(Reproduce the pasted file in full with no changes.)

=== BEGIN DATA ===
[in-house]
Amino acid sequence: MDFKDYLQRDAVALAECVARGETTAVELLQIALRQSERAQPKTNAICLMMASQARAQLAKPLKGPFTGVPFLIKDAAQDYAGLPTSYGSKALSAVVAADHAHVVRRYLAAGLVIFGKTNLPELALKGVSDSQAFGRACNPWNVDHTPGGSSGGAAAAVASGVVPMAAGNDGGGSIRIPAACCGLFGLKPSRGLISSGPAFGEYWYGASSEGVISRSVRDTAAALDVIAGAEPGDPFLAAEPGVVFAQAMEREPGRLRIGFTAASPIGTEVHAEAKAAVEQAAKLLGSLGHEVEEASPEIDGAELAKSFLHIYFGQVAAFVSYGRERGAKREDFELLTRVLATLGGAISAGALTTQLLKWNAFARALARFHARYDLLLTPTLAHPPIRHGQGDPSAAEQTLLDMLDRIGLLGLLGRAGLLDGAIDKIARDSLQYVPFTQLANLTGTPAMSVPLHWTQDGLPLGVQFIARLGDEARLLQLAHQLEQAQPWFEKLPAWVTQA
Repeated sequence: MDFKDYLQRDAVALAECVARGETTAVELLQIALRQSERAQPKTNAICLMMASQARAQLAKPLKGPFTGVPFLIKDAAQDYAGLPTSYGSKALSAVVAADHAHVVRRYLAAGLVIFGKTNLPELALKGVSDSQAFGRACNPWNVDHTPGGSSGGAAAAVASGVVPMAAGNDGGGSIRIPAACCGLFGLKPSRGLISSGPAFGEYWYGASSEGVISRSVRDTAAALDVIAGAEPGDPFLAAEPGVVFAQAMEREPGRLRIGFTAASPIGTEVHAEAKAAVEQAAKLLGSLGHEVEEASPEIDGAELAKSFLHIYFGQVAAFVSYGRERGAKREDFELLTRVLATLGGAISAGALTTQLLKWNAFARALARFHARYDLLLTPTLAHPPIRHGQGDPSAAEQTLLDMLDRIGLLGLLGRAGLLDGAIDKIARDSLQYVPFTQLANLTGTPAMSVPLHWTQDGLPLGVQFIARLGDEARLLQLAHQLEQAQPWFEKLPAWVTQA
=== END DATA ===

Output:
[in-house]
Amino acid sequence: MDFKDYLQRDAVALAECVARGETTAVELLQIALRQSERAQPKTNAICLMMASQARAQLAKPLKGPFTGVPFLIKDAAQDYAGLPTSYGSKALSAVVAADHAHVVRRYLAAGLVIFGKTNLPELALKGVSDSQAFGRACNPWNVDHTPGGSSGGAAAAVASGVVPMAAGNDGGGSIRIPAACCGLFGLKPSRGLISSGPAFGEYWYGASSEGVISRSVRDTAAALDVIAGAEPGDPFLAAEPGVVFAQAMEREPGRLRIGFTAASPIGTEVHAEAKAAVEQAAKLLGSLGHEVEEASPEIDGAELAKSFLHIYFGQVAAFVSYGRERGAKREDFELLTRVLATLGGAISAGALTTQLLKWNAFARALARFHARYDLLLTPTLAHPPIRHGQGDPSAAEQTLLDMLDRIGLLGLLGRAGLLDGAIDKIARDSLQYVPFTQLANLTGTPAMSVPLHWTQDGLPLGVQFIARLGDEARLLQLAHQLEQAQPWFEKLPAWVTQA
Repeated sequence: MDFKDYLQRDAVALAECVARGETTAVELLQIALRQSERAQPKTNAICLMMASQARAQLAKPLKGPFTGVPFLIKDAAQDYAGLPTSYGSKALSAVVAADHAHVVRRYLAAGLVIFGKTNLPELALKGVSDSQAFGRACNPWNVDHTPGGSSGGAAAAVASGVVPMAAGNDGGGSIRIPAACCGLFGLKPSRGLISSGPAFGEYWYGASSEGVISRSVRDTAAALDVIAGAEPGDPFLAAEPGVVFAQAMEREPGRLRIGFTAASPIGTEVHAEAKAAVEQAAKLLGSLGHEVEEASPEIDGAELAKSFLHIYFGQVAAFVSYGRERGAKREDFELLTRVLATLGGAISAGALTTQLLKWNAFARALARFHARYDLLLTPTLAHPPIRHGQGDPSAAEQTLLDMLDRIGLLGLLGRAGLLDGAIDKIARDSLQYVPFTQLANLTGTPAMSVPLHWTQDGLPLGVQFIARLGDEARLLQLAHQLEQAQPWFEKLPAWVTQA